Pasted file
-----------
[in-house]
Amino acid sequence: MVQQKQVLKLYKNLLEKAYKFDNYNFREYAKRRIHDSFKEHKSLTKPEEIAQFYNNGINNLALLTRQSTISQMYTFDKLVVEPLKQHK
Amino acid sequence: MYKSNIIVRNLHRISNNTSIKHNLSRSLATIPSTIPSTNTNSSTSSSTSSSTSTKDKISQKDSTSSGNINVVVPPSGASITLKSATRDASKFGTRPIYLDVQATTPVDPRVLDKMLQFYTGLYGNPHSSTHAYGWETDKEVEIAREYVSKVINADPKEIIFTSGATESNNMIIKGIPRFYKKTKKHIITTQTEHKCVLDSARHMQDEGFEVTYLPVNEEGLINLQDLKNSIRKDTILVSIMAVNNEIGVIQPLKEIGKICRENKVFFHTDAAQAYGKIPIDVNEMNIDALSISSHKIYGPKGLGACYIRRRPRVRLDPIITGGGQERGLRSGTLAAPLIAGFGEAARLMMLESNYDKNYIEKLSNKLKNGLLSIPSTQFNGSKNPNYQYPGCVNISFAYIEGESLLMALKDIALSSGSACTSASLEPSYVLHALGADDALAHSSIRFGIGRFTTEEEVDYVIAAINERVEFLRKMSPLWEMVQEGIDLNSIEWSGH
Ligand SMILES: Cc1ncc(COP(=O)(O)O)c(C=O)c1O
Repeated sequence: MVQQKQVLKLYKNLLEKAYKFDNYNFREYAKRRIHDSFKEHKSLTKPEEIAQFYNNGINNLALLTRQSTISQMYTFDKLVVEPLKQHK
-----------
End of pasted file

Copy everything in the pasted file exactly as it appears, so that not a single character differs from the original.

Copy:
[in-house]
Amino acid sequence: MVQQKQVLKLYKNLLEKAYKFDNYNFREYAKRRIHDSFKEHKSLTKPEEIAQFYNNGINNLALLTRQSTISQMYTFDKLVVEPLKQHK
Amino acid sequence: MYKSNIIVRNLHRISNNTSIKHNLSRSLATIPSTIPSTNTNSSTSSSTSSSTSTKDKISQKDSTSSGNINVVVPPSGASITLKSATRDASKFGTRPIYLDVQATTPVDPRVLDKMLQFYTGLYGNPHSSTHAYGWETDKEVEIAREYVSKVINADPKEIIFTSGATESNNMIIKGIPRFYKKTKKHIITTQTEHKCVLDSARHMQDEGFEVTYLPVNEEGLINLQDLKNSIRKDTILVSIMAVNNEIGVIQPLKEIGKICRENKVFFHTDAAQAYGKIPIDVNEMNIDALSISSHKIYGPKGLGACYIRRRPRVRLDPIITGGGQERGLRSGTLAAPLIAGFGEAARLMMLESNYDKNYIEKLSNKLKNGLLSIPSTQFNGSKNPNYQYPGCVNISFAYIEGESLLMALKDIALSSGSACTSASLEPSYVLHALGADDALAHSSIRFGIGRFTTEEEVDYVIAAINERVEFLRKMSPLWEMVQEGIDLNSIEWSGH
Ligand SMILES: Cc1ncc(COP(=O)(O)O)c(C=O)c1O
Repeated sequence: MVQQKQVLKLYKNLLEKAYKFDNYNFREYAKRRIHDSFKEHKSLTKPEEIAQFYNNGINNLALLTRQSTISQMYTFDKLVVEPLKQHK